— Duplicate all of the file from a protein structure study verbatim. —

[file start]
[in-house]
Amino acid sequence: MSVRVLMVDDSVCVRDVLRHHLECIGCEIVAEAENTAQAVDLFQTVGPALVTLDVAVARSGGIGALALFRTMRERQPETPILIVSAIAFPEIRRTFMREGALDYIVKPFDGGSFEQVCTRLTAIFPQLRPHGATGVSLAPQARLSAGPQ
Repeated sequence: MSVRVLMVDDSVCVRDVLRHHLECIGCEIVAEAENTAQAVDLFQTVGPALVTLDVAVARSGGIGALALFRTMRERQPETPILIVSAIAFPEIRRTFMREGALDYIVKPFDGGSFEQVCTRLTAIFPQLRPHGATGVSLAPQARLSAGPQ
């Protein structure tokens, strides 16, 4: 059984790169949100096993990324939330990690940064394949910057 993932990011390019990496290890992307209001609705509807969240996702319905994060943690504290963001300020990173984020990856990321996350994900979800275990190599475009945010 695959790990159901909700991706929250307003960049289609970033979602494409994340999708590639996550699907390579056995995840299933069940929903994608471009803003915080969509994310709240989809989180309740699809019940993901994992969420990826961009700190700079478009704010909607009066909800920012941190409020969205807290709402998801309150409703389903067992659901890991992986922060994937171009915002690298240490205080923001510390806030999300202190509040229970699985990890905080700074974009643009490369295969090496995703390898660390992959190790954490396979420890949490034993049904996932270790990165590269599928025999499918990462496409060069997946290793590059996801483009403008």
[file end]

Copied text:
[in-house]
Amino acid sequence: MSVRVLMVDDSVCVRDVLRHHLECIGCEIVAEAENTAQAVDLFQTVGPALVTLDVAVARSGGIGALALFRTMRERQPETPILIVSAIAFPEIRRTFMREGALDYIVKPFDGGSFEQVCTRLTAIFPQLRPHGATGVSLAPQARLSAGPQ
Repeated sequence: MSVRVLMVDDSVCVRDVLRHHLECIGCEIVAEAENTAQAVDLFQTVGPALVTLDVAVARSGGIGALALFRTMRERQPETPILIVSAIAFPEIRRTFMREGALDYIVKPFDGGSFEQVCTRLTAIFPQLRPHGATGVSLAPQARLSAGPQ
């Protein structure tokens, strides 16, 4: 059984790169949100096993990324939330990690940064394949910057 993932990011390019990496290890992307209001609705509807969240996702319905994060943690504290963001300020990173984020990856990321996350994900979800275990190599475009945010 695959790990159901909700991706929250307003960049289609970033979602494409994340999708590639996550699907390579056995995840299933069940929903994608471009803003915080969509994310709240989809989180309740699809019940993901994992969420990826961009700190700079478009704010909607009066909800920012941190409020969205807290709402998801309150409703389903067992659901890991992986922060994937171009915002690298240490205080923001510390806030999300202190509040229970699985990890905080700074974009643009490369295969090496995703390898660390992959190790954490396979420890949490034993049904996932270790990165590269599928025999499918990462496409060069997946290793590059996801483009403008």